Does anyone know of the Italian and American rules about taking wine back to the states? Also what about food, cheese, etc.? Thanks
Check the US customs website - there's a brochure on http://www.cbp.gov/xp/cgov/travel/vacation/kbyg/. I know when I went last year the cheese/food was ok only if it is specially packaged (vacuum sealed) and even then I think they swiped it from some people. Frankly, unless the wine/food has special meaning to you (like you drank it at your Italian wedding) you can buy it here for less than the hassle factor of trying to get it home without mishap. Also, you probably can't bring the wine as carry on unless you buy it after customs since it's liquid.
I live in Australia and can't comment on the US rules but our experience is that any liquids etc must be bought after security at the airport and the sales assistant must seal the bottle in the bag with the receipt to prove that is where you bought it. That was allowed through at Melbourne airport. I didn't chance it but my brother did and had no problems. As far as food generally anything with raw egg in it is banned here. I'm sure there is a US government travel website with a section on quarantine where you could find this out.
The custom website and download is a nightmare...but from what I understand is that you should not have a problem within the European Union but once you cross over to the States you'll probably lose the food...I know that USFDA has a BUNCH of restrictions on food products entering the US....I agree with the other comments...you can find most of the items you would purchase at fine food stores in the US and online...and save yourself the worry and the hassle.
I brought six bottles of wine back from Rome last witner and had no problem. They were stowed away in my suitcase. I simply wrapped them in clothing so that they would not break. I then had to declare the total value of the wine upon entering the states. There were no questions asked whatsoever as I went through customs. I disagree with others comments about being able to find wine here. Sure, you may be able to find it online, but there are many great, lesser-known wines that you can buy over there that you would have time finding here. Also, I paid 20 Euros for a bottle of Ruffino Chianti Gold label in Rome, whereas I would have paid around $55 here in the states. I also brought a lot of chocolate back from Rome.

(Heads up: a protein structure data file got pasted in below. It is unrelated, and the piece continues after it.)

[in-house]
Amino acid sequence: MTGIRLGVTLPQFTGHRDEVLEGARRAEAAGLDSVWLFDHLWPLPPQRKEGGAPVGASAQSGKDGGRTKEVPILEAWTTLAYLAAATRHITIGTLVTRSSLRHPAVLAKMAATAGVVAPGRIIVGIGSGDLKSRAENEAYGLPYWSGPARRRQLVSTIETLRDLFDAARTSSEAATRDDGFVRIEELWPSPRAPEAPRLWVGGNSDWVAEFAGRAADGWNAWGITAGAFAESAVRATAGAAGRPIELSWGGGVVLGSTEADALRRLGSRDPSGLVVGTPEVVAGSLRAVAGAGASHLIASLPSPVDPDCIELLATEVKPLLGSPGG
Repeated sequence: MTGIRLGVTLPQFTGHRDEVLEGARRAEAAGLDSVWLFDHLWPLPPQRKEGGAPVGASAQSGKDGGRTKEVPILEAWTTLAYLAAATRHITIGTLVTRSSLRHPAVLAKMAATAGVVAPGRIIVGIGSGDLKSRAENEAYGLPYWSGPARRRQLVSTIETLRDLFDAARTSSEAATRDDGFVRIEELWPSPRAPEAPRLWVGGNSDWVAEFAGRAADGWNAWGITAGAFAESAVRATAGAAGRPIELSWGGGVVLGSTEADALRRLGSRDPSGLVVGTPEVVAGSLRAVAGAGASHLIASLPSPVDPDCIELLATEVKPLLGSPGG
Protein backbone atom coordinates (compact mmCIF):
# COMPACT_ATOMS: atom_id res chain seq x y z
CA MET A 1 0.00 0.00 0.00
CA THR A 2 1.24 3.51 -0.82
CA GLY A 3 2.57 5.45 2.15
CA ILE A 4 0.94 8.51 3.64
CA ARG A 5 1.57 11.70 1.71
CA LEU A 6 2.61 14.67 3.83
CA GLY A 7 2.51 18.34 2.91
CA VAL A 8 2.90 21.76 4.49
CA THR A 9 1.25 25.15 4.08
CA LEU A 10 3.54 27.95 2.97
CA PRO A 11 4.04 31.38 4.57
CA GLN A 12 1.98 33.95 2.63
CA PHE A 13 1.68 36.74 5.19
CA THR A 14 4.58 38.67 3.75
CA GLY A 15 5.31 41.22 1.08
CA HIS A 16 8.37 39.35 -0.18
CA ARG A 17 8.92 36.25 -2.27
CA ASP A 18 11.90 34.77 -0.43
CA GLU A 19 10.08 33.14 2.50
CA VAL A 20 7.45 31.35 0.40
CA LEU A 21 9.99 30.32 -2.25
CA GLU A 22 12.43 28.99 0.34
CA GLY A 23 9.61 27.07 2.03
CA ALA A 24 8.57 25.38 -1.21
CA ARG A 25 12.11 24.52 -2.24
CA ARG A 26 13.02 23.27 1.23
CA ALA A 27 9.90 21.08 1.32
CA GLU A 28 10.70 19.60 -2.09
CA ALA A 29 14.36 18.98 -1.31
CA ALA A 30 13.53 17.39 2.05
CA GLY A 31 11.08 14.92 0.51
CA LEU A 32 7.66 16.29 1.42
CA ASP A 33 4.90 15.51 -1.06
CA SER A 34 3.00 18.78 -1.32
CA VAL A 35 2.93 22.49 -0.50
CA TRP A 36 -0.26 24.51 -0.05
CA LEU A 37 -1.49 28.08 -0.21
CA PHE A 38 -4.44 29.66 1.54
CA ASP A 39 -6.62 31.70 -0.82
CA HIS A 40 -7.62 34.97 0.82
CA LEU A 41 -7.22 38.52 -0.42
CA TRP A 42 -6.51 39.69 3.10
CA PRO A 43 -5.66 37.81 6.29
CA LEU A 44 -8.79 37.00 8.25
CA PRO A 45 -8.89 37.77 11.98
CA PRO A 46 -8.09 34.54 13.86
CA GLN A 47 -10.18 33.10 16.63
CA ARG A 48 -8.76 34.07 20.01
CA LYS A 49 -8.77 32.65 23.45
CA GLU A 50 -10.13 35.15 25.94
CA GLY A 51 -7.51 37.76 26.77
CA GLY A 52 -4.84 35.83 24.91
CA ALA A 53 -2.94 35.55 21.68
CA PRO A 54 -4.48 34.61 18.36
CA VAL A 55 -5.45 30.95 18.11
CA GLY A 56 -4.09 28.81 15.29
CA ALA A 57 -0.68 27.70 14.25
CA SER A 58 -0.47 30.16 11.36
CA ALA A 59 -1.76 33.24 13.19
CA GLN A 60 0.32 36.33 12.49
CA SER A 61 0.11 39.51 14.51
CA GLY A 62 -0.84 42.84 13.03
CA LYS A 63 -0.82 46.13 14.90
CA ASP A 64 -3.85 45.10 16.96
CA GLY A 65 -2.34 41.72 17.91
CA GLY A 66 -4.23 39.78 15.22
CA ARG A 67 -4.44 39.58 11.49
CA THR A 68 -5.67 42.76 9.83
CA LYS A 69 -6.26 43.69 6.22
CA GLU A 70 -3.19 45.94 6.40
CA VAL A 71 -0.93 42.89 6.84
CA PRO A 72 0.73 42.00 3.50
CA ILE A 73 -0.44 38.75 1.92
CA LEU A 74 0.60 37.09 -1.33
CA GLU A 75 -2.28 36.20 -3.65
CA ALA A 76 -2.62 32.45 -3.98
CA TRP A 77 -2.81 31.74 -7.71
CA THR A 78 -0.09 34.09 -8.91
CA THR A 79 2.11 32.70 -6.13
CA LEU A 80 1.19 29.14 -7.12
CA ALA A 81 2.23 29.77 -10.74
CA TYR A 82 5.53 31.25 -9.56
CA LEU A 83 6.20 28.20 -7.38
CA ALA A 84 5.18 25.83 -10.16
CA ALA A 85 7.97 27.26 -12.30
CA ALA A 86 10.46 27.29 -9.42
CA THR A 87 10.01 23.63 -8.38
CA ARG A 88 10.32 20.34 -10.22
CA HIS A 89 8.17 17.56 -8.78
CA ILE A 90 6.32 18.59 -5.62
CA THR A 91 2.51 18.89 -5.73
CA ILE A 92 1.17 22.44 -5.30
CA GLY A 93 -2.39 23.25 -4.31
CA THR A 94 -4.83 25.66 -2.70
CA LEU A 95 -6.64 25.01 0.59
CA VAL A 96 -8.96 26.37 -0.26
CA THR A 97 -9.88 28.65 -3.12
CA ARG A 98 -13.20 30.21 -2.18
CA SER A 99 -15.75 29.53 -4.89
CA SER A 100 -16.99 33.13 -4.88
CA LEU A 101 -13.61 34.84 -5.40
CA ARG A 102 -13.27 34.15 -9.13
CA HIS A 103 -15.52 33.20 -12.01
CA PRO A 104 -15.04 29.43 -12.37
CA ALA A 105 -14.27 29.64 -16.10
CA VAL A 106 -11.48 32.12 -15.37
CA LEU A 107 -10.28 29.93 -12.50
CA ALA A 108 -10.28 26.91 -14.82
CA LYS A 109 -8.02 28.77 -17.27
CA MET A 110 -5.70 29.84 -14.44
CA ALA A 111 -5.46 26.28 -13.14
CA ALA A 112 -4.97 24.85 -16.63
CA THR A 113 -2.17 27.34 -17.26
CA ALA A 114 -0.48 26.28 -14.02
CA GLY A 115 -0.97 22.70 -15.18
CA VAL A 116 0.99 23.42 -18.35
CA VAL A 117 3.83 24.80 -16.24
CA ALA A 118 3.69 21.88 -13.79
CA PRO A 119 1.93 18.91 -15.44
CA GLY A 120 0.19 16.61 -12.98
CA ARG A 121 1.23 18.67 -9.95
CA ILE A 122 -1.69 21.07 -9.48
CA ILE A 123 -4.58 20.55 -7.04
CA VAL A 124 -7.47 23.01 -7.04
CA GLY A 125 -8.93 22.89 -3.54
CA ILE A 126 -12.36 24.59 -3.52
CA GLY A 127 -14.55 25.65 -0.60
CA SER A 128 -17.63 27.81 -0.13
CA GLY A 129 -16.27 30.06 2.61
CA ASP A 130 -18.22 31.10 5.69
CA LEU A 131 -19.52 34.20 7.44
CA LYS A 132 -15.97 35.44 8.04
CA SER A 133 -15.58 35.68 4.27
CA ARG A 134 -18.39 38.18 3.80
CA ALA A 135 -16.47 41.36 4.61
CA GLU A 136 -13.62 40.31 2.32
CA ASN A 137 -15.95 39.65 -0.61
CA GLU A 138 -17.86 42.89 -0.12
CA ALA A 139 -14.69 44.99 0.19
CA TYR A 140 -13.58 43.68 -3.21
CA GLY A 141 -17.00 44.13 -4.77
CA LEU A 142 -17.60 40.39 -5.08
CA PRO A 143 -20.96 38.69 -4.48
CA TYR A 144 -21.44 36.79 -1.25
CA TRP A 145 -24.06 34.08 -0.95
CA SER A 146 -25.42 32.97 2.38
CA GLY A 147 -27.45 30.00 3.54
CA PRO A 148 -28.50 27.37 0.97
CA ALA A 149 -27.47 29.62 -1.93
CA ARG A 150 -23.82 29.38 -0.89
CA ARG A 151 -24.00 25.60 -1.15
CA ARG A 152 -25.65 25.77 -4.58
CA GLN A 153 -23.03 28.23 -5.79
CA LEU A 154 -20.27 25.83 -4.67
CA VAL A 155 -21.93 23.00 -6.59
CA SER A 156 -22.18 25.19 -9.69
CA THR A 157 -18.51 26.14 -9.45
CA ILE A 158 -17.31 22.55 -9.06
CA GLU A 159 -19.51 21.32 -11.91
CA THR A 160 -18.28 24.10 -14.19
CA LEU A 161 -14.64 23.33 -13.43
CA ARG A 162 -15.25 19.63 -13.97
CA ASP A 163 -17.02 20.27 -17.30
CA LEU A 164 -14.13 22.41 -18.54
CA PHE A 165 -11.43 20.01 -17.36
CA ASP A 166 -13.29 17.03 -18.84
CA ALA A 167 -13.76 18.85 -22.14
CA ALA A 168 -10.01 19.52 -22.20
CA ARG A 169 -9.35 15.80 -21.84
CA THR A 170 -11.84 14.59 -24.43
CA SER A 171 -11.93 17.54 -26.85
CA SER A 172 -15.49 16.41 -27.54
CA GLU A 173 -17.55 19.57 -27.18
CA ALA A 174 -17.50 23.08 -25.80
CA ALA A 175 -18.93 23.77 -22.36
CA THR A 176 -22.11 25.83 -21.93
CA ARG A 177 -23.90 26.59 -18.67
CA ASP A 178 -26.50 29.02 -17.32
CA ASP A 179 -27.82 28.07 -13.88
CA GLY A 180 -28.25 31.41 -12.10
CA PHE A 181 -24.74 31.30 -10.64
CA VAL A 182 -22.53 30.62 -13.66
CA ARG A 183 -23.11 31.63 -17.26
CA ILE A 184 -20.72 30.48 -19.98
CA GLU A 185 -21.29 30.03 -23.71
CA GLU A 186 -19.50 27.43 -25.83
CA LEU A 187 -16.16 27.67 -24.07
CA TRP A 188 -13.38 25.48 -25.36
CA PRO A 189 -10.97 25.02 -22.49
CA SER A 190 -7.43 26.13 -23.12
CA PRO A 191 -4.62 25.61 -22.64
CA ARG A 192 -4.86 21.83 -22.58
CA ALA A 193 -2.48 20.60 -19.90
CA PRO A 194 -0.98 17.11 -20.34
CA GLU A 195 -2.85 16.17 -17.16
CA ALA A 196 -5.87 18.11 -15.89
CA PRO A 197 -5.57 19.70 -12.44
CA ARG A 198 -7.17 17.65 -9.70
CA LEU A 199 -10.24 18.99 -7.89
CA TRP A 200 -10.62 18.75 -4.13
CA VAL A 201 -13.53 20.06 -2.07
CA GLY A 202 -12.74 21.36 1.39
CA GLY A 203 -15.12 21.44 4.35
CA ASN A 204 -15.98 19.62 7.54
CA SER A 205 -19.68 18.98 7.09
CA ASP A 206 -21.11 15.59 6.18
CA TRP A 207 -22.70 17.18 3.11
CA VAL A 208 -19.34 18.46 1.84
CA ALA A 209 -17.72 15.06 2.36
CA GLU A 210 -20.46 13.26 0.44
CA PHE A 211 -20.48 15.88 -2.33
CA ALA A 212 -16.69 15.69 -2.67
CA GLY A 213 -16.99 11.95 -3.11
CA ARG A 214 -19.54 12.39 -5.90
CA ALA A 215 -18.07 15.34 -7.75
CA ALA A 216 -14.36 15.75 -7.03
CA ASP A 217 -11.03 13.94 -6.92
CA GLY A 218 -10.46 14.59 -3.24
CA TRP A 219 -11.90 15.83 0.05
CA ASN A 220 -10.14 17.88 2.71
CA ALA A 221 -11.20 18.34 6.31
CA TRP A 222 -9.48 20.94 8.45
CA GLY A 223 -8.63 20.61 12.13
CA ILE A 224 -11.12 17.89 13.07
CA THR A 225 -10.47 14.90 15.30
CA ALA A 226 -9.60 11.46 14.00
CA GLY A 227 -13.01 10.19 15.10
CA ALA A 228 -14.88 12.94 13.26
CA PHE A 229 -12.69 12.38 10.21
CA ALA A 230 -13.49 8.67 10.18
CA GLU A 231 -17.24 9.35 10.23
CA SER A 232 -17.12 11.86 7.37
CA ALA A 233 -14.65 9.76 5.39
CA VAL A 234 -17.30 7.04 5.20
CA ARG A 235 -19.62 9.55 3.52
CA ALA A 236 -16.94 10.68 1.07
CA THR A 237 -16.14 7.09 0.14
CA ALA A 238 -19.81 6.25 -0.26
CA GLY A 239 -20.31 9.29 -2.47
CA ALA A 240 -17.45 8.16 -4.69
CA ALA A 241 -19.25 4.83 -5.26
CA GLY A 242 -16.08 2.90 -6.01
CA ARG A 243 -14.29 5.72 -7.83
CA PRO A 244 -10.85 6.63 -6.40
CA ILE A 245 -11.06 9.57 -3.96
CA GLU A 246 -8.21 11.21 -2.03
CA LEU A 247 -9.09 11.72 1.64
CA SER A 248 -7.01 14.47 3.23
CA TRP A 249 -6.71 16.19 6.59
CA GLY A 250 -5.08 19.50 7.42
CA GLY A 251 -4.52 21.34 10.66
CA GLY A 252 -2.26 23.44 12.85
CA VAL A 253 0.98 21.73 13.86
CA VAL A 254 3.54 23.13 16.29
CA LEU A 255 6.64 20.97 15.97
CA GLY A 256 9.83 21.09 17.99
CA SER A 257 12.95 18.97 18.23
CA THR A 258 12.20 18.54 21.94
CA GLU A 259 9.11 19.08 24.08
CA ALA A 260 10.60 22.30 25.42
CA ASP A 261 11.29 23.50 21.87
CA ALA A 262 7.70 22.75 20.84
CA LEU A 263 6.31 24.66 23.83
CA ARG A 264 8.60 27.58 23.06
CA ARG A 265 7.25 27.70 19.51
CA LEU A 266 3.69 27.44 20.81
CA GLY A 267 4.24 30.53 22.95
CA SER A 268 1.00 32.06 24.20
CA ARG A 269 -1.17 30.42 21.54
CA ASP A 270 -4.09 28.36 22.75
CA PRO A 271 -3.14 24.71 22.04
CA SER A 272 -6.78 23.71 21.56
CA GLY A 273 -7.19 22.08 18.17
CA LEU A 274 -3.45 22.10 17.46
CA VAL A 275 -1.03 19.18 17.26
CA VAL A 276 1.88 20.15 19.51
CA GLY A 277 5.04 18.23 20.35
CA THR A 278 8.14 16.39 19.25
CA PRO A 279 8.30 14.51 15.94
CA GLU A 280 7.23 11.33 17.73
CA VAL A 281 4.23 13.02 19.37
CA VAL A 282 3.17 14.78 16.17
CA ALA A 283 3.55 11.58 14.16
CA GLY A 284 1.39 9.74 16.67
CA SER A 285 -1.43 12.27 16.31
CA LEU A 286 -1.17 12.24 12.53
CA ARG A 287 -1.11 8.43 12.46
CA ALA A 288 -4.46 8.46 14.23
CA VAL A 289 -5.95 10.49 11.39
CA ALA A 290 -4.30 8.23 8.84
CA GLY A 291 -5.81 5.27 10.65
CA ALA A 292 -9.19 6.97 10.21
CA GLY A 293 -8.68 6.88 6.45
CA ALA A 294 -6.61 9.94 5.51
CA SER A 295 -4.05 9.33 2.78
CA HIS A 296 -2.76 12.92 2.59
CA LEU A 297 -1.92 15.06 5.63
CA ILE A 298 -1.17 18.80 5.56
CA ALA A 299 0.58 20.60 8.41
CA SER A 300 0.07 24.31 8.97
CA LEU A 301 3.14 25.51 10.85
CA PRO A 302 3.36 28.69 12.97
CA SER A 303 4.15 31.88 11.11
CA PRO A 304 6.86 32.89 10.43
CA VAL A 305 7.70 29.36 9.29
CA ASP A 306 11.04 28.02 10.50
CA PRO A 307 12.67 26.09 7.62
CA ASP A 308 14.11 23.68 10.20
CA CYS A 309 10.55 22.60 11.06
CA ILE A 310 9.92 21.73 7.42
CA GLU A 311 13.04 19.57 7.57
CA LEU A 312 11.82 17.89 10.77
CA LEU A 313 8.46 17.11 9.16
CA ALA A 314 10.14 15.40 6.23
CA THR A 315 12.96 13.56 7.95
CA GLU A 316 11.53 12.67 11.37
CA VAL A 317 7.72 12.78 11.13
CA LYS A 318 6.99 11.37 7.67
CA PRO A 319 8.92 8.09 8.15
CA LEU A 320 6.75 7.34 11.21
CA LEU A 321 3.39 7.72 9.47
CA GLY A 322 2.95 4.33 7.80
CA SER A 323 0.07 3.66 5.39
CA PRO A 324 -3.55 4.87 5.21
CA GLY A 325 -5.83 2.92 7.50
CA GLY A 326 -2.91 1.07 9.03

Here's the deal on wine. If you purchase wine prior to coming to the airport, you will have to put it in your checked bag. Of course, it might break. But if you wrap it securely, it should be okay. You can't take wine through the security check-point unless it is less than 100ml or 3.4oz. What would be the point of that?
If you purchase wine at the airport at the duty-free shop inside security, you can take it on the plane with you. But if you have to connect in the States, you will have to put the wine in your checked bag after you clear customs. If you have a non-stop flight, you're okay.
You can bring one liter of alcohol per person. One standard size bottle of wine is .75 liters. We've brought more than the limit, disclosed it, and not had to pay. I would advise full disclosure!
There are actually two questions being asked here: the rules regarding what is allowed on airplanes, and what one can expect at US Customs when reentering the country. We've traveled back from France three of the last four years and once from Australia and it's all the same. Don't carry liquids onto the plane. Pack your wine into your checked luggage. Make use of the cardboard containers in which the wine is often sold, keep it in the center of the suitcase, pack your dirty clothes around it. Keep all the bottles separate..no glass touching. Don't exceed 70 pounds per suitcase or whatever your airline allows. State the truth at Customs: "I have 22 bottles of wine valued at $500." Despite the 1 liter limitation and other customs rules, I have never been asked by US Customs to fork over the add'l 3% or whatever they are supposed to charge. We have hauled much, much wine back to the US this way. And it's absolutely untrue that I would encounter these wines in any US wine shop.